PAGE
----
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Harvard Gems: 7 Tips for Aspiring Authors from the CME Publishing Course

By Rachel Horwitz

Rachel at lunch at the Fairmont Copley's famed Oak Room with Lisa's clients and book writing participants working on polishing their book pitches

Lisa has asked me to share some gems from Harvard Medical School’s CME publishing course. For a soon-to-be English language and literature graduate I found the course especially enlightening. The most prevalent theme? Course director, Julie Silver, MD, stressed over and over: Develop your platform (your following, especially online) in order to interest publishers and also sell books, once you become published. Of all the leading edge courses run by the diverse faculty—from editors to publishers to book coaches, publicists and literary agents, I discovered several tips and secrets to improve my writing skills, which you may also find beneficial.

In a workshop on Narrative Writing, I picked up powerful tips from Elizabeth Rider, MSW, MD:
 

1. Capture the experience using all your senses to paint a picture for the audience. Even in a how-to book, the anecdotes or stories should come alive for your readers.
2. Before you ever send out a manuscript: reread, review, revise. Lisa adds that by reading aloud you will hear things you may not notice when reading “in your head.” In addition, you can have someone else read to you and you’ll discover additional opportunities to refine your writing.

Another influential class titled, Making English Move by publication consultant, Susan Aiello, DVM, ELS provided the following strategies:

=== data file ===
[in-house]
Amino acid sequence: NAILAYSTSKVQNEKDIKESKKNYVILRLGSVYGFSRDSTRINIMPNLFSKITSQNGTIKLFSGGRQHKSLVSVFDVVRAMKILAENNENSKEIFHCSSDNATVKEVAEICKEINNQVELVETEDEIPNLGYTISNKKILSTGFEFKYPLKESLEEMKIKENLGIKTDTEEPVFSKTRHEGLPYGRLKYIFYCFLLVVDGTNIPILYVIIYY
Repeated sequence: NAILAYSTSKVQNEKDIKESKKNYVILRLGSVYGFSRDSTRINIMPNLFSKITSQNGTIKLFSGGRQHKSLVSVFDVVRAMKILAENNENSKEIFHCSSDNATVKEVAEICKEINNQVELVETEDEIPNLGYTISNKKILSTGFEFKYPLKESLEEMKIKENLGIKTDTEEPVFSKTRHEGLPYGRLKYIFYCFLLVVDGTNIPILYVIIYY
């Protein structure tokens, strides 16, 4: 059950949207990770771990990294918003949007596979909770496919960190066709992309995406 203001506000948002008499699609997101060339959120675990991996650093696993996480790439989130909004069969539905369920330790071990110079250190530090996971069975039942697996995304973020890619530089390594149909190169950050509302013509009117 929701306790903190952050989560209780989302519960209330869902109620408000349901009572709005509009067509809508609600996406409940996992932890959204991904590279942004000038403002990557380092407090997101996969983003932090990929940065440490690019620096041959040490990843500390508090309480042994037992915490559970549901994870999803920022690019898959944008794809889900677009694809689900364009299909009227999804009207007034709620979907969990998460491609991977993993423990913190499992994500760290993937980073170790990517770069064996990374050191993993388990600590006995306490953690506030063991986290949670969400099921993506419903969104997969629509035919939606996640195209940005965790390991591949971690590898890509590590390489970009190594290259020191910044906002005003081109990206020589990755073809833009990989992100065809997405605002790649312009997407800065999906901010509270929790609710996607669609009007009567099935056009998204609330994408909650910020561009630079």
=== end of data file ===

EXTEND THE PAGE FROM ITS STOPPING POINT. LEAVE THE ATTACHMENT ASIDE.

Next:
3. Use strong verbs to be vivid and precise (this is one of Lisa’s favorite writing tips as well).
4. Thin nouns and adverbs; nouns and adverbs can make a sentence wordy and can be replaced with verbs

Rusty Shelton’s Media Training as well as a short chat with the digital media strategist, left me with a solid concept of how to begin building my author platform:

Lisa and Rusty connecting at the publishing course
5. Blogs are paramount: reviewing books will not only please authors, but attract attention and make connections.
6. Interviews online, on the radio and television are auditions for more interviews. Post any interviews on your website.
7. 35% of journalists are required to be on Twitter. If you want to get to know journalists in your field and potentially be interviewed by them at some point, there’s a window of opportunity to get to know them through following them, commenting on their posts and tweeting.
Workshop in progress

These inspiring workshops guided authors who have been stewing on a concept for years to strengthen their content as well as providing blossoming writers like me with the nudge to begin. I was reminded of how essential a platform is for an author and the advantages it provides. Not only did the conference allow me to network with these professionals but also absorb their critiques in a manner that was enormously beneficial to an aspiring author and member of the literary field.

Rachel Horwitz is a graduating senior at The University of Rhode Island, majoring in English. She is resurrecting her writing blog and will soon include reviews of food writing, environmental writing and writing tips. She is in the job market, seeking a full- or part-time position in publishing related endeavors: editing, research or writing. She’s done an incredible job here at Write Your Book and we wish her great success in future endeavors.

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Lisa Tener

Lisa Tener is an award-winning book writing coach who assists writers in all aspects of the writing process—from writing a book proposal and getting published to finding one’s creative voice. Her clients have appeared on The Oprah Winfrey Show, CBS Early Show, The Montel Williams Show, CNN, Fox News, New Morning and much more. They blog on sites like The Huffington Post, Psychology Today and WebMD.

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